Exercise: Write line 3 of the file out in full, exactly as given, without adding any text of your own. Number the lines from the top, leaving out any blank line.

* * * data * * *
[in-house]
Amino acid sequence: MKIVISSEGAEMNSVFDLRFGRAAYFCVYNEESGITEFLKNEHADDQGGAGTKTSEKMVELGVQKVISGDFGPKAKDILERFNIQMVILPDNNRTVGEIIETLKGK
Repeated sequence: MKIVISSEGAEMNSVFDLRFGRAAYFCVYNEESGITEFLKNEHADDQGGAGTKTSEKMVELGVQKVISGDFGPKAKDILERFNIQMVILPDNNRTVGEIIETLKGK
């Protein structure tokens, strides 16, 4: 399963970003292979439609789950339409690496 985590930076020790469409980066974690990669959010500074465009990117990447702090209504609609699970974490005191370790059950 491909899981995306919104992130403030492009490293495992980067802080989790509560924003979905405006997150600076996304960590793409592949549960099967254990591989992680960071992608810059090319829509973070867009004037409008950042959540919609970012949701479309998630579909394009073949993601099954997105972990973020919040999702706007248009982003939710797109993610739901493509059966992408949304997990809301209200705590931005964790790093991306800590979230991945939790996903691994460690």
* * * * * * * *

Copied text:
Repeated sequence: MKIVISSEGAEMNSVFDLRFGRAAYFCVYNEESGITEFLKNEHADDQGGAGTKTSEKMVELGVQKVISGDFGPKAKDILERFNIQMVILPDNNRTVGEIIETLKGK